In part I, I wrote about my first semester of teaching on-line and talked about our challenges with technology. Blackboard had a database corruption event during finals week and I had all kinds of struggles with the Windows version of Microsoft Excel. Mike wrote and asked if I thought students should be working more with non-Microsoft software and what I thought the challenges would be in doing so.
I can answer with a totally unqualified "it depends."
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I've been writing quite a bit this week about my search for a cross platform spread sheet program that would support pivot tables and make pie graphs correctly.
This all started because of a bug that my students encountered in Microsoft Excel, on Windows. I'm not personally motivated to look for something new, since Office 2004 on Mac OS 10.5 doesn't seem to have the same bugs that appear on Windows. However, I would like things to work for my students. Since I don't want to have ... Read more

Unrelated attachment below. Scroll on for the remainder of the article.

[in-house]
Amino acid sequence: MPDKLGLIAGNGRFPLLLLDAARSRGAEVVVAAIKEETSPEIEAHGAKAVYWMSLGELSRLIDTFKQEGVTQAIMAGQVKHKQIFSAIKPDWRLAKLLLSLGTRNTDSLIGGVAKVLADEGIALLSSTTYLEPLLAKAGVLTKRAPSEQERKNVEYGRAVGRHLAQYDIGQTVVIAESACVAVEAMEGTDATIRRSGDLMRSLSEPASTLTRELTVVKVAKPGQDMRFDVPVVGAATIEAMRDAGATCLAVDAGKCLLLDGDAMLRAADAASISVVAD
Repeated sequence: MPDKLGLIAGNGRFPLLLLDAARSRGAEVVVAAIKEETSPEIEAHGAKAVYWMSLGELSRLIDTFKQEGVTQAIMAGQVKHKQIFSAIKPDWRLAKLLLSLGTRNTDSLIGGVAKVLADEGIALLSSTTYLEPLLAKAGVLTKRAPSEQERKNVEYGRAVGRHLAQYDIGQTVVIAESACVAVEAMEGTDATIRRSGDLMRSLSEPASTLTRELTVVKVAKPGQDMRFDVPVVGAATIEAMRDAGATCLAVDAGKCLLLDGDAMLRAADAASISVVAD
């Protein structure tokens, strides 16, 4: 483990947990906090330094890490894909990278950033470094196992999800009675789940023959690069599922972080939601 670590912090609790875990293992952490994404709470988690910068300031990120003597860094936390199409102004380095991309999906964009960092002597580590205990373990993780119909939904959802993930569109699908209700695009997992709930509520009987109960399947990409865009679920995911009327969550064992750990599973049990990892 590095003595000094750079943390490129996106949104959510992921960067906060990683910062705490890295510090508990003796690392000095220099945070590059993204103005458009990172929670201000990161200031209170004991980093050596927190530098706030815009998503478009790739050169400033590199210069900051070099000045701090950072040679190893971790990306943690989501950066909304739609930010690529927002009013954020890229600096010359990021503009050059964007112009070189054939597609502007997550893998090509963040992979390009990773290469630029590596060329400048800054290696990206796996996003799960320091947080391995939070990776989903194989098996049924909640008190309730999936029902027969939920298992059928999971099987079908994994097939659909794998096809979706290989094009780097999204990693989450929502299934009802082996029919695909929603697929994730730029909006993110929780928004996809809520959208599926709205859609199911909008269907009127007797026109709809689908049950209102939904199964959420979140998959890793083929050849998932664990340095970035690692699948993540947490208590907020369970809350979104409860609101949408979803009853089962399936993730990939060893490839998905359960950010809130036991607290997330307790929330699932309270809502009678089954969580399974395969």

I think all of us; me, the students the OO advocates, a thoughtful group of commenters, some instructors; I think many of us learned some things that we didn't anticipate the other day and got some interesting glimpses into the ways that other people view and interact with their computers.
Some of the people who participated in the challenge found out that it was harder than they expected.
Okay, what did we learn?
1. The community is the ... Read more
The other day, I wrote that I wanted to make things easier for my students by using the kinds of software that they were likely to have on their computers and the kinds that they are likely to see in the business and biotech world when they graduate from college.
More than one person told me that I should have my students install an entirely different operating system and download OpenOffice to do something that looks a whole lot harder in Open Office than it is in Microsoft Excel ... Read more